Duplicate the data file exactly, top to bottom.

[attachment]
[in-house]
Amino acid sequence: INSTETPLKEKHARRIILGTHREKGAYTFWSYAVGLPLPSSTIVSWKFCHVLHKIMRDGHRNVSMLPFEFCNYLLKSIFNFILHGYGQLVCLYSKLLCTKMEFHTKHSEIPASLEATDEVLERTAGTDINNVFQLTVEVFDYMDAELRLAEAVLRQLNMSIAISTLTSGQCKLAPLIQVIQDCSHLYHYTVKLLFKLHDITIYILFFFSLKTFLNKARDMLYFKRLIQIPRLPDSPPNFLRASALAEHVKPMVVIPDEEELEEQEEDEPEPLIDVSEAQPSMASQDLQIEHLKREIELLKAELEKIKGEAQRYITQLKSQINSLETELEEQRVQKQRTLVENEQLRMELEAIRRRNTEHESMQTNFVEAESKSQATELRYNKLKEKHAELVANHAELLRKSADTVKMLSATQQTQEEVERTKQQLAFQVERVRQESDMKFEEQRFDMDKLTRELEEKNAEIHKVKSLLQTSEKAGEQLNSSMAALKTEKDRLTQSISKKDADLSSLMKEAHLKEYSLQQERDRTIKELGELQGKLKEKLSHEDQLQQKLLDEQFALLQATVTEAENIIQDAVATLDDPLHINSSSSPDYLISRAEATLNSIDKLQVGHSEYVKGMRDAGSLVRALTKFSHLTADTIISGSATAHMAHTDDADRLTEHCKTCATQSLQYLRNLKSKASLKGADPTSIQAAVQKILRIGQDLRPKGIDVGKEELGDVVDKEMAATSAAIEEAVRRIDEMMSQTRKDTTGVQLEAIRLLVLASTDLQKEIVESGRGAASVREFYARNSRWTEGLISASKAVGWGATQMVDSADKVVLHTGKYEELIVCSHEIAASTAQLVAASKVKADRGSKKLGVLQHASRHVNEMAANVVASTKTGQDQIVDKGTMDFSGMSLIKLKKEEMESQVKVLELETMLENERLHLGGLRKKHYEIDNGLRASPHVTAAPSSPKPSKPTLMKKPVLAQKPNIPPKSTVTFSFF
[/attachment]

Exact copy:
[in-house]
Amino acid sequence: INSTETPLKEKHARRIILGTHREKGAYTFWSYAVGLPLPSSTIVSWKFCHVLHKIMRDGHRNVSMLPFEFCNYLLKSIFNFILHGYGQLVCLYSKLLCTKMEFHTKHSEIPASLEATDEVLERTAGTDINNVFQLTVEVFDYMDAELRLAEAVLRQLNMSIAISTLTSGQCKLAPLIQVIQDCSHLYHYTVKLLFKLHDITIYILFFFSLKTFLNKARDMLYFKRLIQIPRLPDSPPNFLRASALAEHVKPMVVIPDEEELEEQEEDEPEPLIDVSEAQPSMASQDLQIEHLKREIELLKAELEKIKGEAQRYITQLKSQINSLETELEEQRVQKQRTLVENEQLRMELEAIRRRNTEHESMQTNFVEAESKSQATELRYNKLKEKHAELVANHAELLRKSADTVKMLSATQQTQEEVERTKQQLAFQVERVRQESDMKFEEQRFDMDKLTRELEEKNAEIHKVKSLLQTSEKAGEQLNSSMAALKTEKDRLTQSISKKDADLSSLMKEAHLKEYSLQQERDRTIKELGELQGKLKEKLSHEDQLQQKLLDEQFALLQATVTEAENIIQDAVATLDDPLHINSSSSPDYLISRAEATLNSIDKLQVGHSEYVKGMRDAGSLVRALTKFSHLTADTIISGSATAHMAHTDDADRLTEHCKTCATQSLQYLRNLKSKASLKGADPTSIQAAVQKILRIGQDLRPKGIDVGKEELGDVVDKEMAATSAAIEEAVRRIDEMMSQTRKDTTGVQLEAIRLLVLASTDLQKEIVESGRGAASVREFYARNSRWTEGLISASKAVGWGATQMVDSADKVVLHTGKYEELIVCSHEIAASTAQLVAASKVKADRGSKKLGVLQHASRHVNEMAANVVASTKTGQDQIVDKGTMDFSGMSLIKLKKEEMESQVKVLELETMLENERLHLGGLRKKHYEIDNGLRASPHVTAAPSSPKPSKPTLMKKPVLAQKPNIPPKSTVTFSFF